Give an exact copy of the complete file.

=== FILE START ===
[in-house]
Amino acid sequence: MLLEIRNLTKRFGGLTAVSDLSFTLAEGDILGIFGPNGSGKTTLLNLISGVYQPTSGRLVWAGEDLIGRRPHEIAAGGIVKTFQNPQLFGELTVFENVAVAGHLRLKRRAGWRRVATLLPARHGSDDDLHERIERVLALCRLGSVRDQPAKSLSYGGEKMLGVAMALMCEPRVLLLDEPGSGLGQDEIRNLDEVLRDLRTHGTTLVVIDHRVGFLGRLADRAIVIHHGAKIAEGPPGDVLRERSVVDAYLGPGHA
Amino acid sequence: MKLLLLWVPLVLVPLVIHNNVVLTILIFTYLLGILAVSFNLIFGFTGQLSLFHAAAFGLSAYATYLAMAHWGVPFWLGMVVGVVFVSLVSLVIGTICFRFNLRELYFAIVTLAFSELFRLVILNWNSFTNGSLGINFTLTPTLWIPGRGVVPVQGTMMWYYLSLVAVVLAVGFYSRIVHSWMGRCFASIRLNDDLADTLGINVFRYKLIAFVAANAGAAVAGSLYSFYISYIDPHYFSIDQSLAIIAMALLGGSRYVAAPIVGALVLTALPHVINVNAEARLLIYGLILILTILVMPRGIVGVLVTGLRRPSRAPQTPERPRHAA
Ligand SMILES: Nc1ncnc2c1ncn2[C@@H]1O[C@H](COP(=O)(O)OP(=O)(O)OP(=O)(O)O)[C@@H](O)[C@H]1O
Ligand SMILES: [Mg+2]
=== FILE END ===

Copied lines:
[in-house]
Amino acid sequence: MLLEIRNLTKRFGGLTAVSDLSFTLAEGDILGIFGPNGSGKTTLLNLISGVYQPTSGRLVWAGEDLIGRRPHEIAAGGIVKTFQNPQLFGELTVFENVAVAGHLRLKRRAGWRRVATLLPARHGSDDDLHERIERVLALCRLGSVRDQPAKSLSYGGEKMLGVAMALMCEPRVLLLDEPGSGLGQDEIRNLDEVLRDLRTHGTTLVVIDHRVGFLGRLADRAIVIHHGAKIAEGPPGDVLRERSVVDAYLGPGHA
Amino acid sequence: MKLLLLWVPLVLVPLVIHNNVVLTILIFTYLLGILAVSFNLIFGFTGQLSLFHAAAFGLSAYATYLAMAHWGVPFWLGMVVGVVFVSLVSLVIGTICFRFNLRELYFAIVTLAFSELFRLVILNWNSFTNGSLGINFTLTPTLWIPGRGVVPVQGTMMWYYLSLVAVVLAVGFYSRIVHSWMGRCFASIRLNDDLADTLGINVFRYKLIAFVAANAGAAVAGSLYSFYISYIDPHYFSIDQSLAIIAMALLGGSRYVAAPIVGALVLTALPHVINVNAEARLLIYGLILILTILVMPRGIVGVLVTGLRRPSRAPQTPERPRHAA
Ligand SMILES: Nc1ncnc2c1ncn2[C@@H]1O[C@H](COP(=O)(O)OP(=O)(O)OP(=O)(O)O)[C@@H](O)[C@H]1O
Ligand SMILES: [Mg+2]